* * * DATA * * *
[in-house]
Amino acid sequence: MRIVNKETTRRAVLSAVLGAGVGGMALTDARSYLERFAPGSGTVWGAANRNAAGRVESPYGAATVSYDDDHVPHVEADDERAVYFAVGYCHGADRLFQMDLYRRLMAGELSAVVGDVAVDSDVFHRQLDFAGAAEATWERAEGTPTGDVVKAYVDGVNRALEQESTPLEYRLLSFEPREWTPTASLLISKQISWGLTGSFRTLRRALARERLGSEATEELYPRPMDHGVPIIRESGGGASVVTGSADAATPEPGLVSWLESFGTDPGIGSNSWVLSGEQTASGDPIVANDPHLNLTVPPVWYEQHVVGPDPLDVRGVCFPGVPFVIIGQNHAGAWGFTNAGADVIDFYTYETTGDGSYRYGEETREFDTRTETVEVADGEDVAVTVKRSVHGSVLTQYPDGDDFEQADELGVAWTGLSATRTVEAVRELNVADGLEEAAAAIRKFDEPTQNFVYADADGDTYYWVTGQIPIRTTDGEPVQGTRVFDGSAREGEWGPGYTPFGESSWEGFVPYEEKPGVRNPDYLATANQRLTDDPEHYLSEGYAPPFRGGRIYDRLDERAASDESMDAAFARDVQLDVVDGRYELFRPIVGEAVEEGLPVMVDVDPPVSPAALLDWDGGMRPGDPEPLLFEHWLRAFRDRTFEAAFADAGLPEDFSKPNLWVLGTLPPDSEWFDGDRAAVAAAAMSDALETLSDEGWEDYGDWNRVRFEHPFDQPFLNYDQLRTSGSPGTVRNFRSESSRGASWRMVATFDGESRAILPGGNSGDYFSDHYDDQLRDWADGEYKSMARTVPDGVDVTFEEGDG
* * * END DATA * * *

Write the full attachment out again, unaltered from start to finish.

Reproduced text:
[in-house]
Amino acid sequence: MRIVNKETTRRAVLSAVLGAGVGGMALTDARSYLERFAPGSGTVWGAANRNAAGRVESPYGAATVSYDDDHVPHVEADDERAVYFAVGYCHGADRLFQMDLYRRLMAGELSAVVGDVAVDSDVFHRQLDFAGAAEATWERAEGTPTGDVVKAYVDGVNRALEQESTPLEYRLLSFEPREWTPTASLLISKQISWGLTGSFRTLRRALARERLGSEATEELYPRPMDHGVPIIRESGGGASVVTGSADAATPEPGLVSWLESFGTDPGIGSNSWVLSGEQTASGDPIVANDPHLNLTVPPVWYEQHVVGPDPLDVRGVCFPGVPFVIIGQNHAGAWGFTNAGADVIDFYTYETTGDGSYRYGEETREFDTRTETVEVADGEDVAVTVKRSVHGSVLTQYPDGDDFEQADELGVAWTGLSATRTVEAVRELNVADGLEEAAAAIRKFDEPTQNFVYADADGDTYYWVTGQIPIRTTDGEPVQGTRVFDGSAREGEWGPGYTPFGESSWEGFVPYEEKPGVRNPDYLATANQRLTDDPEHYLSEGYAPPFRGGRIYDRLDERAASDESMDAAFARDVQLDVVDGRYELFRPIVGEAVEEGLPVMVDVDPPVSPAALLDWDGGMRPGDPEPLLFEHWLRAFRDRTFEAAFADAGLPEDFSKPNLWVLGTLPPDSEWFDGDRAAVAAAAMSDALETLSDEGWEDYGDWNRVRFEHPFDQPFLNYDQLRTSGSPGTVRNFRSESSRGASWRMVATFDGESRAILPGGNSGDYFSDHYDDQLRDWADGEYKSMARTVPDGVDVTFEEGDG